It was exactly 8 1/2 months ago today, that I moved out of the safe nest of my mothers’ house and into my own new space. An apartment that was all my own; full of exciting yet scary new experiences. At the time, when I moved out, I was 25 years old (yes, I was a late bloomer in regards to leaving home), and while yes, it was exciting to finally be living on my own and having independence, it was also a scary time for me because as all 20 somethings know, you’re very unsure of yourself at this age and a common thought that you have is, am I ready for this? I now have my answer: Yes and No.
Let me explain. In a sense, no one is ever ready for such a big change to their life. I mean, think about it, up until this moment you’ve spent your entire life being fed, clothed, and protected by your parents, so you can’t even begin to fathom all the responsibilities you’re about to take on. But by the same token, it’s important that you do it now instead of waiting because the reality is, you’ll never be ready. Transitioning from adolescence to adulthood is not easy for anyone and the only way to learn is to go through it. Make mistakes. That is the catalyst of adulthood.
I’ve only been living on my own for a little under a year, but I’ve learned so much in such a short amount of time and I want to pass on what I’ve learned to someone who may be renting for the first time and might benefit from it. Whether you’re renting an apartment or a home, there is definitely something to take away from this.
1. Plan in advance.
When I moved out of my mom’s house last year it was partly my decision and partly because she sold her house and was moving in with her fiance. Obviously, I couldn’t move into a house with her and her fiance, so I needed to find a place right away and I mean RIGHT AWAY. The house had sold and we had a month to move out. This was in late July of last year, so you can probably image how much of a pinch I was in. Every apartment building I checked on didn’t have anything available until 2 months later. What!?!?! I finally found one that wasn’t within my budget but had to choose it anyway because I needed a place to stay right away. (don’t ever do this please)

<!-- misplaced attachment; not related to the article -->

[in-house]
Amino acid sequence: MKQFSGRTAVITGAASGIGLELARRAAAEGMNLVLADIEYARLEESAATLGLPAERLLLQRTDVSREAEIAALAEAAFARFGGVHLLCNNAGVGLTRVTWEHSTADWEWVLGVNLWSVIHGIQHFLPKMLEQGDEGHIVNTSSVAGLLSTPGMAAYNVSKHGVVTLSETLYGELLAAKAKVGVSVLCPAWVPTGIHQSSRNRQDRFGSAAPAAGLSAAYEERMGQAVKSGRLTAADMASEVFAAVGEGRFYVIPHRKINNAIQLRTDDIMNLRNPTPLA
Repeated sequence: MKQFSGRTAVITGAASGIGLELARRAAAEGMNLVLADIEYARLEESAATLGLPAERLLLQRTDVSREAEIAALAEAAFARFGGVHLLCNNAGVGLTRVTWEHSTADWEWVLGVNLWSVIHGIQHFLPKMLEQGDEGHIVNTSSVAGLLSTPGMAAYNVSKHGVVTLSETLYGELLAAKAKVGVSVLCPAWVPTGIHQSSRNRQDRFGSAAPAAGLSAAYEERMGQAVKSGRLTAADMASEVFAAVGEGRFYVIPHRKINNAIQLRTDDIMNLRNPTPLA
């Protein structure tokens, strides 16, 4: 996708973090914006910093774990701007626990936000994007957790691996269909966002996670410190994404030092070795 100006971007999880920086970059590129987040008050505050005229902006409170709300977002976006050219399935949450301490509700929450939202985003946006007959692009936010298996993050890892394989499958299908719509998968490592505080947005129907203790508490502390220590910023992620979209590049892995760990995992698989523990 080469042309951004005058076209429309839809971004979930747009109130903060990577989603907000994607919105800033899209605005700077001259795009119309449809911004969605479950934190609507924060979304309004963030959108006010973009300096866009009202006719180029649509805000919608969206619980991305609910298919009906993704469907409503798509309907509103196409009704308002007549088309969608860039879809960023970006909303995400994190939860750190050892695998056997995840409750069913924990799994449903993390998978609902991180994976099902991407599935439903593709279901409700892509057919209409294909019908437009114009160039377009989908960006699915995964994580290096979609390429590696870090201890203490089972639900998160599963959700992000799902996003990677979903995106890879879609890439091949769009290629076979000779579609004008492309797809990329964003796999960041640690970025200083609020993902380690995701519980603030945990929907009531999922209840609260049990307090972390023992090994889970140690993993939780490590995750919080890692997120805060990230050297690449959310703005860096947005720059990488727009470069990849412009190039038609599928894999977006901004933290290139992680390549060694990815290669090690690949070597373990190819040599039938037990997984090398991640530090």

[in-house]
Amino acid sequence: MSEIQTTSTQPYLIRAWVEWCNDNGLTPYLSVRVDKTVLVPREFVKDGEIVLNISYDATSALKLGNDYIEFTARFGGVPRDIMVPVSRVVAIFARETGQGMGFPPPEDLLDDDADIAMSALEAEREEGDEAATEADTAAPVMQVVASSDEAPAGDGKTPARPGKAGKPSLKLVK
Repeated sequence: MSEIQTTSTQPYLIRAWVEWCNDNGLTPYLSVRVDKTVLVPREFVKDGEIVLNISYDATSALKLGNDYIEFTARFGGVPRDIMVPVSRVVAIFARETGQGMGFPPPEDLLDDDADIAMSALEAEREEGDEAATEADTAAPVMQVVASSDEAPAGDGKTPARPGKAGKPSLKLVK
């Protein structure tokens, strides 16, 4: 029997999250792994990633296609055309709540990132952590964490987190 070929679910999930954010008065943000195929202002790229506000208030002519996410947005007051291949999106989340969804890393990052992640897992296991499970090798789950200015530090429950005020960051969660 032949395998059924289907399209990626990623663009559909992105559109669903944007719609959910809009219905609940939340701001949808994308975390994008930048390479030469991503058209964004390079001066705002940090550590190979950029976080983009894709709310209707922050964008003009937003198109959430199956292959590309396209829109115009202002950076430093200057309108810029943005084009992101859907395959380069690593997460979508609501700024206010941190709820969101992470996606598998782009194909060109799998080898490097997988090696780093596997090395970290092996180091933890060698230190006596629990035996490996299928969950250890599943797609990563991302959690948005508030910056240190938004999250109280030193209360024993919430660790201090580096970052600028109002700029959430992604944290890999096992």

Make sure when you do go apartment hunting, that you plan months in advance so you have more options. You don’t want to be scrambling at the last minute like I did.
Ex. You need a place in September……. start looking at the first of June. Trust me, this is the best way to do it.
That way when you call around, you can ask the leasing agent when their next availability is and can plan accordingly.
2. Get whatever suits your current situation.
Don’t get an apartment on the first floor if you have a baby or are a light sleeper. It’s inevitable with ANY apartment you live in, that you will be able to hear people above you. My apartment buildings’ walls are paper thin, so you can hear footsteps above you. So say someone gets up in the middle of the night to use the bathroom. You can hear their footsteps pretty clearly. If you have a baby or are a light sleeper, this will make things difficult for you. And you can’t expect someone to not get up in the middle of the night to use the bathroom IN THEIR OWN APARTMENT.